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Voting-Roll Vulnerability

By Harvard Gazette

September 13, 2017

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It is relatively easy and inexpensive for hackers to purchase sufficient personal information, via both legal and illegal means, to potentially rig online voter registration information in as many as 35 states and Washington, D.C., according to a new study from Harvard University.

The study authors say "voter identity theft" could be perpetrated by attackers attempting to disenfranchise voters where registration information can be altered online.

The researchers note datasets of voter names and demographic information such as addresses and party affiliations can be bought or downloaded, often from government websites, at reasonable prices. Commercial data brokers on the dark Web also can sell more personal information to hackers at low costs.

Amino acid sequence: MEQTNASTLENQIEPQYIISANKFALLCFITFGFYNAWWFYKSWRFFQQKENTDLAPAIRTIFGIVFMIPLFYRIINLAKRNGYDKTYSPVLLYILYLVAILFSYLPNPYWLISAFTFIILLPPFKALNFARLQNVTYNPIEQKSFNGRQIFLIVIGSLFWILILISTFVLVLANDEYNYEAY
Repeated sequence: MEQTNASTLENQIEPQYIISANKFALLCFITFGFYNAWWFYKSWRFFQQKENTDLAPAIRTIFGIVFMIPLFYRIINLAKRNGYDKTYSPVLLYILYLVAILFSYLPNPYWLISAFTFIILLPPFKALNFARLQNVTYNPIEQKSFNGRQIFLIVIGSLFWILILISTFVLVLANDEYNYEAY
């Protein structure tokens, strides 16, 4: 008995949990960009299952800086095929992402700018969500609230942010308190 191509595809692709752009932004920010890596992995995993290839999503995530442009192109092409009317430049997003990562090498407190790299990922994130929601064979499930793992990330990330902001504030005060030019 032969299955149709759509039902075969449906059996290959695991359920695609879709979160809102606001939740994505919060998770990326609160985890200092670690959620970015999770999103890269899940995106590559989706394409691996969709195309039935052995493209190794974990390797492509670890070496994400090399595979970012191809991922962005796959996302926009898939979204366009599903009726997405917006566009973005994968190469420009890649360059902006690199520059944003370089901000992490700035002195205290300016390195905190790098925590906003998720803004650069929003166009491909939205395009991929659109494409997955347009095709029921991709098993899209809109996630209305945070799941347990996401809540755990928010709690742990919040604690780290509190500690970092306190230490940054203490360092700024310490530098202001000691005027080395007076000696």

"If the goal is to undermine any belief in the electoral system, then [attackers] might very well want to target a particular community at large...[because] that could cause a kind of hysteria," warns Harvard professor Latanya Sweeney.

From Harvard Gazette
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Abstracts Copyright © 2017 Information Inc., Bethesda, Maryland, USA


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